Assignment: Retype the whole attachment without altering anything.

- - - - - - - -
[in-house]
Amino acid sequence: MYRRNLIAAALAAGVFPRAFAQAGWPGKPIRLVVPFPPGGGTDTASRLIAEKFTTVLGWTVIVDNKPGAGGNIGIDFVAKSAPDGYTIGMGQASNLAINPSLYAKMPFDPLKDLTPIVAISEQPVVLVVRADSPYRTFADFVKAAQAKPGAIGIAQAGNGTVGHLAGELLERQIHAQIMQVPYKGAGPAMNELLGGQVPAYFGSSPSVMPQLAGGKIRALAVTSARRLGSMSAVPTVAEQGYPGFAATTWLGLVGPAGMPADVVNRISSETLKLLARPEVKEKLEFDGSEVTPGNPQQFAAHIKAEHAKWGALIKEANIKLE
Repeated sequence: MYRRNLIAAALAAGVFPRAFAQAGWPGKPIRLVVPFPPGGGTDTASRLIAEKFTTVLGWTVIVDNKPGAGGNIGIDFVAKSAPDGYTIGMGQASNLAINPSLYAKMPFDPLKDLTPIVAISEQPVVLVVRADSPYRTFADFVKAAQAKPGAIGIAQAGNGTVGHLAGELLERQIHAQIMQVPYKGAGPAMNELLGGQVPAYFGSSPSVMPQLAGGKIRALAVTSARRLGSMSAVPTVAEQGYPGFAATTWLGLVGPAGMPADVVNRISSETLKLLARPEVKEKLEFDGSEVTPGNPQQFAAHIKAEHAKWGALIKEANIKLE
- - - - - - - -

[in-house]
Amino acid sequence: MYRRNLIAAALAAGVFPRAFAQAGWPGKPIRLVVPFPPGGGTDTASRLIAEKFTTVLGWTVIVDNKPGAGGNIGIDFVAKSAPDGYTIGMGQASNLAINPSLYAKMPFDPLKDLTPIVAISEQPVVLVVRADSPYRTFADFVKAAQAKPGAIGIAQAGNGTVGHLAGELLERQIHAQIMQVPYKGAGPAMNELLGGQVPAYFGSSPSVMPQLAGGKIRALAVTSARRLGSMSAVPTVAEQGYPGFAATTWLGLVGPAGMPADVVNRISSETLKLLARPEVKEKLEFDGSEVTPGNPQQFAAHIKAEHAKWGALIKEANIKLE
Repeated sequence: MYRRNLIAAALAAGVFPRAFAQAGWPGKPIRLVVPFPPGGGTDTASRLIAEKFTTVLGWTVIVDNKPGAGGNIGIDFVAKSAPDGYTIGMGQASNLAINPSLYAKMPFDPLKDLTPIVAISEQPVVLVVRADSPYRTFADFVKAAQAKPGAIGIAQAGNGTVGHLAGELLERQIHAQIMQVPYKGAGPAMNELLGGQVPAYFGSSPSVMPQLAGGKIRALAVTSARRLGSMSAVPTVAEQGYPGFAATTWLGLVGPAGMPADVVNRISSETLKLLARPEVKEKLEFDGSEVTPGNPQQFAAHIKAEHAKWGALIKEANIKLE